2010 reasons to smile

ROB BRODIE -- Ottawa Sun

, Last Updated: 7:39 AM ET

CALGARY -- These things are usually about one final exclamation point, a glorious finish to another long season.

At least, that's the way the world figure skating championships are usually viewed, be it from the athlete's perspective or that of the veteran observer.

But in an Olympic year, it isn't always that way. Rather, it's the first baby step leading into the next quadrennial, the place where we begin the process of identifying and discovering the heroes that might occupy the biggest stage of them all in four years time.

Taken from that angle, this much must be said: Vancouver, you've got a whale of a show building for your Games in 2010. And a lot of stars then just might even be home grown.

That just might be the biggest conclusion -- and there are many that can be drawn-- as the curtain falls on a championships here that provided plenty more intrigue than might have been expected. Even if the house wasn't close to being filled.

The storyline coming in was the absence of all the champions from the Turin Olympics, and how much it watered down the field. Instead, bright new stars emerged. Dramatic storylines played themselves out. And the best of them all didn't even involve a winner.

Then again, how can anyone even begin to call the ice dance silver medal won by Marie-France Dubreuil and Patrice Lauzon a mere consolation prize?

Given where Dubreuil came from at the Olympics -- barely able to walk after a spill, and having to make the agonizing decision to withdraw from the event they'd worked their entire lives for -- it says here there was no better story at these worlds.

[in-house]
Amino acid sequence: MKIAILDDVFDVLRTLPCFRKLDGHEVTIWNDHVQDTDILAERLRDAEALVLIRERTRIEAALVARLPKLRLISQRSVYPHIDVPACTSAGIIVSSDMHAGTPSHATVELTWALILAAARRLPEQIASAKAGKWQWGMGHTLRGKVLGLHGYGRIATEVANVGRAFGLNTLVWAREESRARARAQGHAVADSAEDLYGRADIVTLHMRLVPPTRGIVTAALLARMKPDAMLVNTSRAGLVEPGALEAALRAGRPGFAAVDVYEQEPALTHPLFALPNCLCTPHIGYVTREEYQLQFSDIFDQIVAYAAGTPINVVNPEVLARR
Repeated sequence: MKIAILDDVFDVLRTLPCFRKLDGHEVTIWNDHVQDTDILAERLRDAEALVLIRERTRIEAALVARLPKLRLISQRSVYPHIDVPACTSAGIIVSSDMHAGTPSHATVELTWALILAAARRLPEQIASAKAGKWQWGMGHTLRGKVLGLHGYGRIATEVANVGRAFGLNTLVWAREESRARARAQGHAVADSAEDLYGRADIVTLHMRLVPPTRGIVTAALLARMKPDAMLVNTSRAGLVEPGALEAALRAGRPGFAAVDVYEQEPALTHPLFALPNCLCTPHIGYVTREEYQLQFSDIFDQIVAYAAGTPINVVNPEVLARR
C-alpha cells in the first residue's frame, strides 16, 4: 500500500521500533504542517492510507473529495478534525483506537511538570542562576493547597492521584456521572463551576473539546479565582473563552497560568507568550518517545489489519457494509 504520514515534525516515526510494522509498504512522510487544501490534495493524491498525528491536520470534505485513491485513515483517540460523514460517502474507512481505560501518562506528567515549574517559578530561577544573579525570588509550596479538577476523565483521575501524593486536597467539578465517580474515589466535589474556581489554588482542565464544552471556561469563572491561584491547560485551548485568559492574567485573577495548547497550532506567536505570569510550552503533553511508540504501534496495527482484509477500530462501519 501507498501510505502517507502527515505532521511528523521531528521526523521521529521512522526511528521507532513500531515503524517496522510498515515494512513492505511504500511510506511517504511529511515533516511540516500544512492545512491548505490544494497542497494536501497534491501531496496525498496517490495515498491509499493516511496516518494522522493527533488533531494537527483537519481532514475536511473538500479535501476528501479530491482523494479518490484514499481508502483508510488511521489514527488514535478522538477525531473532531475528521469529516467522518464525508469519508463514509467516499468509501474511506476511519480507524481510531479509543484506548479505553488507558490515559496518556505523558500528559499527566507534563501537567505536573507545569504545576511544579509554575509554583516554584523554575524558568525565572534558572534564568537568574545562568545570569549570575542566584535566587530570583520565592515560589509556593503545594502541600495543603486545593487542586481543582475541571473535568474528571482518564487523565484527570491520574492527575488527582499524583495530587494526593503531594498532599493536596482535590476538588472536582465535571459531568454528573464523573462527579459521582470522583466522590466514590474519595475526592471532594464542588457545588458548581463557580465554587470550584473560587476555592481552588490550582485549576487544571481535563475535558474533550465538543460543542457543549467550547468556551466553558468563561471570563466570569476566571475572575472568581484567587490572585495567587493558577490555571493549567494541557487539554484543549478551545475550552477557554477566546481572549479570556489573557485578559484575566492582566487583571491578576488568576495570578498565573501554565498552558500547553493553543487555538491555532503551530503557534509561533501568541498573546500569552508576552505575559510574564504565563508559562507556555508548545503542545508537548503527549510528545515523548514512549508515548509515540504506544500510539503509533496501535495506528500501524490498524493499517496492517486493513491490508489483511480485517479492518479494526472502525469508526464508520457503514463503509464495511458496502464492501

Then Kimmie Meissner showed us all Saturday what a little youthful exuberance can do for us all. Skating with pure joy and not a hint of fear, the 16-year-old from Maryland unleashed the most brilliant free skate of the entire competition.

Seven triple jumps, including a pair of triple-triple combinations, and voila ... you have the youngest world women's champ since Tara Lipinski did it at 15 in 1997.

Consider, too, that Meissner shelved the triple Axel for this season -- she's one of only a handful of women to ever land one in competition -- and it's pretty obvious she's just getting started.

In other words, say hello to the new poster girl for women's skating.

THREE ENTRIES FOR 2007

And what of the Canadians?

The best news came in the pairs and dance events, where Canada is up to three entries for the 2007 worlds in Tokyo, thanks to the results in Cowtown. And Emanuel Sandhu and Jeffrey Buttle teamed up to keep the men's complement at three.

Disappointments? Skate Canada's goal of a combined three medals at Olympics and worlds came up one short, as only Dubreuil and Lauzon hit the podium in Cowtown.

One might be tempted to put Buttle's sixth-place finish in the same category, but it was apparent from the get-go that he'd left his best skating in Turin, where he won bronze.

Two-time national champion Joannie Rochette faded after winning the women's qualifying rounds and stirring talk that she might become the first Canadian woman to win a world medal since Ottawa's Elizabeth Manley in Budapest in 1988. But most importantly, Rochette learned she indeed belongs in the big leagues. Her turn on the world podium isn't far off.

The Canadian pairs champs, Valerie Marcoux of Gatineau and partner Craig Buntin, also joined the world's elite with their fifth-place finish.

That's just the present. More young talent is on the way, like Ottawa-born Patrick Chan -- who landed his first-ever triple Axel at the junior worlds in Slovenia -- and Vancouver's Mira Leung, owner of an Elvis Stojko type of focus that spells contender down the road.

Canadian fans saw all of this on home soil this week -- probably for the last time until at least 2012, the next worlds Skate Canada is likely to get. Before then, though, we've got Vancouver in 2010.

And we've only just begun.


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